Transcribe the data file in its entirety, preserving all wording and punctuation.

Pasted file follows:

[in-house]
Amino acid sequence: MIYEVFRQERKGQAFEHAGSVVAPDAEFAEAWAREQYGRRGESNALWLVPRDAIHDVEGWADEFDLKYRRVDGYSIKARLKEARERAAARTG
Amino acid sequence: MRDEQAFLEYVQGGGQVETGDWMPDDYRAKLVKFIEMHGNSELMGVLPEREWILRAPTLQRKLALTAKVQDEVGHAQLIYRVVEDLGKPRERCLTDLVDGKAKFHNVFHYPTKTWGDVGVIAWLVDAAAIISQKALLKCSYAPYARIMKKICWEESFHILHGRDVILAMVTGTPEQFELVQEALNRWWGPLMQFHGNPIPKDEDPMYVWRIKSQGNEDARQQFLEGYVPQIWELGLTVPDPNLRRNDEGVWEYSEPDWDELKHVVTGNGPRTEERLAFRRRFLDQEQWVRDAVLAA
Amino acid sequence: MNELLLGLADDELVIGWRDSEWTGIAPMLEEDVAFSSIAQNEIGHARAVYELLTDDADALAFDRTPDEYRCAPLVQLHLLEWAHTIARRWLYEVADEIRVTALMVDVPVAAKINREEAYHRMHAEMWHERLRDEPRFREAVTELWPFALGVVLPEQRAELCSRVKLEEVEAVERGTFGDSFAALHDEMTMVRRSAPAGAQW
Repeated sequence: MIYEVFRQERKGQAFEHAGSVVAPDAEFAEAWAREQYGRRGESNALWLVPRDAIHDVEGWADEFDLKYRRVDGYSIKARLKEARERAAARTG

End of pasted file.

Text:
[in-house]
Amino acid sequence: MIYEVFRQERKGQAFEHAGSVVAPDAEFAEAWAREQYGRRGESNALWLVPRDAIHDVEGWADEFDLKYRRVDGYSIKARLKEARERAAARTG
Amino acid sequence: MRDEQAFLEYVQGGGQVETGDWMPDDYRAKLVKFIEMHGNSELMGVLPEREWILRAPTLQRKLALTAKVQDEVGHAQLIYRVVEDLGKPRERCLTDLVDGKAKFHNVFHYPTKTWGDVGVIAWLVDAAAIISQKALLKCSYAPYARIMKKICWEESFHILHGRDVILAMVTGTPEQFELVQEALNRWWGPLMQFHGNPIPKDEDPMYVWRIKSQGNEDARQQFLEGYVPQIWELGLTVPDPNLRRNDEGVWEYSEPDWDELKHVVTGNGPRTEERLAFRRRFLDQEQWVRDAVLAA
Amino acid sequence: MNELLLGLADDELVIGWRDSEWTGIAPMLEEDVAFSSIAQNEIGHARAVYELLTDDADALAFDRTPDEYRCAPLVQLHLLEWAHTIARRWLYEVADEIRVTALMVDVPVAAKINREEAYHRMHAEMWHERLRDEPRFREAVTELWPFALGVVLPEQRAELCSRVKLEEVEAVERGTFGDSFAALHDEMTMVRRSAPAGAQW
Repeated sequence: MIYEVFRQERKGQAFEHAGSVVAPDAEFAEAWAREQYGRRGESNALWLVPRDAIHDVEGWADEFDLKYRRVDGYSIKARLKEARERAAARTG